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A&E >  Food

Whole pumpkin-stuffed custard a hit with family

Custard baked in a pumpkin, a fun twist on pie. (Adriana Janovich)
Custard baked in a pumpkin, a fun twist on pie. (Adriana Janovich)

“For pottage and puddings and custard and pies, Our pumpkins and parsnip are common supplies: We have pumpkins at morning and pumpkins at noon, If it were not for pumpkins, we should be undoon”

– Pilgrim rhyme from the 1630s

Vandetta Williams usually serves three desserts at Thanksgiving: chocolate pie with graham cracker crust, coconut cream pie or cheesecake – “It’s one or the other” – and a thick, slightly sweet custard baked inside a whole pumpkin.

The baked whole pumpkin, grown in her Spokane garden, gets the place of honor. It’s a family favorite, first made as a conversation starter for the grandkids some 20 years ago.

They liked the fact that dessert was in an actual pumpkin. Williams, 80, liked the fact it’s easy to make.

She still does.

“There’s nothing to it, really,” she said. “Everybody thinks it’s terrific, and I don’t have to make a crust. I can’t make a crust. When I roll it out, I can never get it even for some reason.”

Williams, a retired waitress, found the recipe in a newspaper in the early 1990s. But it dates back to the colonial era and is said to have been a favorite of George Washington.

The recipe, an early version of what eventually became pumpkin pie as we know it, involves filling the shell of a sugar or pie pumpkin with heavy cream, eggs and spices, then topping the mixture with tiny pats of butter and baking. The filling is sweetened with brown sugar and molasses.

Williams’ recipe also uses ginger. Similar recipes online call for allspice instead. All of them also included cinnamon and nutmeg.

I added 1/2 teaspoon of pumpkin pie spice when I tried the recipe.

I was bit skeptical before my first bite. The filling, which started out off-white with swirls of copper-colored spice, had turned toffee-hued. The texture didn’t look as light as mousse nor as creamy as pudding.

Still, I was pleasantly surprised. The spiced custard wasn’t overly sweet, and complemented the pumpkin’s earthy flavor. Plus, the baked whole pumpkin made for an impressive presentation.

I added some leftover custard and cooked pumpkin to pancake batter for breakfast. The pancakes were extra moist and creamy and had a natural pumpkin flavor.

For dessert, serve the custard-filled pumpkin or pumpkins at the table, using long-stemmed spoons to scoop pieces of the pulpy squash along with the custard. A dollop of whipped cream flavored with a hint of pure maple syrup adds a little more creamy sweetness.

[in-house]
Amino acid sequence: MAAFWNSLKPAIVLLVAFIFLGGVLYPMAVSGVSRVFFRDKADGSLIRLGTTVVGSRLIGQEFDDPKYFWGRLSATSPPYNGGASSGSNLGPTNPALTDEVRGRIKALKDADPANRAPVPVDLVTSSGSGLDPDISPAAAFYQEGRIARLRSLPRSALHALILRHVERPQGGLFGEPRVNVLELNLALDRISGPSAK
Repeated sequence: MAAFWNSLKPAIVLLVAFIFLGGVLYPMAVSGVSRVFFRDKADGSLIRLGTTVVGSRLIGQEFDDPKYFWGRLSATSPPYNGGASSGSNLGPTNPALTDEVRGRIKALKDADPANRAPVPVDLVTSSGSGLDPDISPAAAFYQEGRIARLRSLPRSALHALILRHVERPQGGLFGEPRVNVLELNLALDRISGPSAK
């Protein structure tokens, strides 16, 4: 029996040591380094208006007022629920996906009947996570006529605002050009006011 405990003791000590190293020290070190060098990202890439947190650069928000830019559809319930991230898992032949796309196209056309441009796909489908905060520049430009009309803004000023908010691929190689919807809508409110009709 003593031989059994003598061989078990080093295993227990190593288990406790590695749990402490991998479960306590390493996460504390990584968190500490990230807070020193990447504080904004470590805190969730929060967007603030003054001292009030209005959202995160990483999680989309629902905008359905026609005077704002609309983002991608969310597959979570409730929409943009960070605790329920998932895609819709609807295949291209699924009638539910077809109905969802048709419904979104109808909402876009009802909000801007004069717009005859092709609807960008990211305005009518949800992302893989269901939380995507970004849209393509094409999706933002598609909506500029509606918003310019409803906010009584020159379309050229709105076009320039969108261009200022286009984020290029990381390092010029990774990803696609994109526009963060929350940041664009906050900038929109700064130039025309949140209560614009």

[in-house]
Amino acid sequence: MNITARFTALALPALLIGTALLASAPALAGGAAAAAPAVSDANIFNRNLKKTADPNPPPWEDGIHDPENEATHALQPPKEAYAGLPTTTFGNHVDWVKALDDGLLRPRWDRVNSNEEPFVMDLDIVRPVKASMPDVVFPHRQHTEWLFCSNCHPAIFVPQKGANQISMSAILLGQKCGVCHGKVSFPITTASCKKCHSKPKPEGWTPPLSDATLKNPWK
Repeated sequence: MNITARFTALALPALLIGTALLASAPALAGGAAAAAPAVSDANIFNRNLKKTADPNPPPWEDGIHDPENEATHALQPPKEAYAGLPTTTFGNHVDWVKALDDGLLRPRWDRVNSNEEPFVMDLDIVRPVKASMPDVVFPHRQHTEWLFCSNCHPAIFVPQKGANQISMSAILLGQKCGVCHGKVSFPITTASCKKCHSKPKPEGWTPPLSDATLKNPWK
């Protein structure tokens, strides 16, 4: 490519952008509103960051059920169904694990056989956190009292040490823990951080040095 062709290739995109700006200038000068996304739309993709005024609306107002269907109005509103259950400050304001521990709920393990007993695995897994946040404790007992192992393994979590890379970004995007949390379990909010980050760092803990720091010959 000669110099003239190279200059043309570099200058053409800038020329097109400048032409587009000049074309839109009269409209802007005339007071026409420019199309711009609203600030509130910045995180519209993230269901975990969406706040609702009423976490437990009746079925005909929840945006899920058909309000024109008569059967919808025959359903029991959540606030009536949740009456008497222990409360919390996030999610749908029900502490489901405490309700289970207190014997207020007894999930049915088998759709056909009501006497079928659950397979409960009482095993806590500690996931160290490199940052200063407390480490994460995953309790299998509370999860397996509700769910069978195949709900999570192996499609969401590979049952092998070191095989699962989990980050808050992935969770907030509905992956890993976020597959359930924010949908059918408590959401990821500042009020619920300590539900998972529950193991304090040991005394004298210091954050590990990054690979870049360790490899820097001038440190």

“They’re very cute,” said Williams, who recently shared her recipe with The Spokesman-Review, mailing a photocopy of her handwritten instructions along with a note.

It read: “This is a fun recipe for Thanksgiving. My family loves it. We will have it come Thanksgiving, and if we still have a nice pumpkin, maybe Christmas.”

Baked Whole Pumpkin, or Colonial Baked Whole Pumpkin “Pie”

From Vandetta Williams

1 pumpkin, 5 to 7 pounds

6 whole eggs

2 cups whipping cream

1/2 cup brown sugar

1 tablespoon molasses

1/2 teaspoon nutmeg

1 teaspoon cinnamon

1/4 teaspoon ginger

2 tablespoons butter, in tiny cubes

Wash, dry and cut the lid off the pumpkin just as you would for a jack-o’-lantern. Remove the seeds and save for toasting later. (See recipe below.)

In a mixing bowl, mix together the eggs, whipping cream, brown sugar, molasses, nutmeg, cinnamon and ginger; fill the pumpkin with the custard mixture and dot with the butter. Cover with the pumpkin lid and place pumpkin in a baking pan. Bake at 350 degrees for 1 1/2 to 2 hours, or until the mixture has set like custard.

Serve from the pumpkin at your table, scraping some of the meat from the pumpkin with each serving.

Yield: 8 servings

Maple Cinnamon Whipped Cream


1 cup heavy cream

2 tablespoons maple syrup

1 tablespoon granulated sugar

1/2 teaspoon vanilla extract

1/4 teaspoon ground cinnamon

Beat the cream on high speed until it begins to thicken and get slightly stiff. Add the maple syrup, sugar, vanilla extract and cinnamon to the cream. Continue whipping the cream until it forms stiff peaks. This maple cinnamon whipped cream recipe makes enough whipped cream to cover 1 pie or to serve with 6 to 8 desserts.

Sweet and Salty Spiced Pumpkin Seeds

From Adriana Janovich

2 cups fresh pumpkin seeds, rinsed and patted dry

2 tablespoons unsalted butter, melted

2 tablespoons granulated sugar

1/2 teaspoon kosher salt

1 teaspoon pumpkin pie spice

Heat oven to 300 degrees. Spread the seeds on a rimmed baking sheet and bake until dry throughout, 50 to 60 minutes. Increase oven temperature to 350 degrees. Mix seeds with butter, sugar, salt and spice in a large bowl, making sure to thoroughly coat seeds. Return seeds to the baking sheet and toast, tossing occasionally, until golden brown, 10 to 15 minutes.

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